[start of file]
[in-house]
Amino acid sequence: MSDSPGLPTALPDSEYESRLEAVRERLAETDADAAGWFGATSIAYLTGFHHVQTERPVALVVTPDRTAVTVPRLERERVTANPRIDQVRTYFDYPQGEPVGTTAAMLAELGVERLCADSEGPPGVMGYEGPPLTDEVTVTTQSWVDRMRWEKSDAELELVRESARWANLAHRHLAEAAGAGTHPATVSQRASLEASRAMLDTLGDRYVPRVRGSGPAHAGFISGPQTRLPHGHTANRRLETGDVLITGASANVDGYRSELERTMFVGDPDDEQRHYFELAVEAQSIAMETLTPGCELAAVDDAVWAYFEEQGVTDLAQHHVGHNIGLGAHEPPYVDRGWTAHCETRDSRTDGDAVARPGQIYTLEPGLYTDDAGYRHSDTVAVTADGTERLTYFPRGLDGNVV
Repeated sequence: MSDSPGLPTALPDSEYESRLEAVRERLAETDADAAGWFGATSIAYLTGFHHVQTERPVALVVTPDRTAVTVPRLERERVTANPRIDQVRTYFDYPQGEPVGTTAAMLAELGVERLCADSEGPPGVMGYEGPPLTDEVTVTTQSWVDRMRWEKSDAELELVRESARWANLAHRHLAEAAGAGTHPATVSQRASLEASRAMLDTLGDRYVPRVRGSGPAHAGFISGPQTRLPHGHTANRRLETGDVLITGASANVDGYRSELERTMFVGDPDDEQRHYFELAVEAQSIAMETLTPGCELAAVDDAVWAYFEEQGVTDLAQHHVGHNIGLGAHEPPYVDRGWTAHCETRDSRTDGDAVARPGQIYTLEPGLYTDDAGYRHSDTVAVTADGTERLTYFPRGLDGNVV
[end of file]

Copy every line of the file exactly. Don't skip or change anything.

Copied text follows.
[in-house]
Amino acid sequence: MSDSPGLPTALPDSEYESRLEAVRERLAETDADAAGWFGATSIAYLTGFHHVQTERPVALVVTPDRTAVTVPRLERERVTANPRIDQVRTYFDYPQGEPVGTTAAMLAELGVERLCADSEGPPGVMGYEGPPLTDEVTVTTQSWVDRMRWEKSDAELELVRESARWANLAHRHLAEAAGAGTHPATVSQRASLEASRAMLDTLGDRYVPRVRGSGPAHAGFISGPQTRLPHGHTANRRLETGDVLITGASANVDGYRSELERTMFVGDPDDEQRHYFELAVEAQSIAMETLTPGCELAAVDDAVWAYFEEQGVTDLAQHHVGHNIGLGAHEPPYVDRGWTAHCETRDSRTDGDAVARPGQIYTLEPGLYTDDAGYRHSDTVAVTADGTERLTYFPRGLDGNVV
Repeated sequence: MSDSPGLPTALPDSEYESRLEAVRERLAETDADAAGWFGATSIAYLTGFHHVQTERPVALVVTPDRTAVTVPRLERERVTANPRIDQVRTYFDYPQGEPVGTTAAMLAELGVERLCADSEGPPGVMGYEGPPLTDEVTVTTQSWVDRMRWEKSDAELELVRESARWANLAHRHLAEAAGAGTHPATVSQRASLEASRAMLDTLGDRYVPRVRGSGPAHAGFISGPQTRLPHGHTANRRLETGDVLITGASANVDGYRSELERTMFVGDPDDEQRHYFELAVEAQSIAMETLTPGCELAAVDDAVWAYFEEQGVTDLAQHHVGHNIGLGAHEPPYVDRGWTAHCETRDSRTDGDAVARPGQIYTLEPGLYTDDAGYRHSDTVAVTADGTERLTYFPRGLDGNVV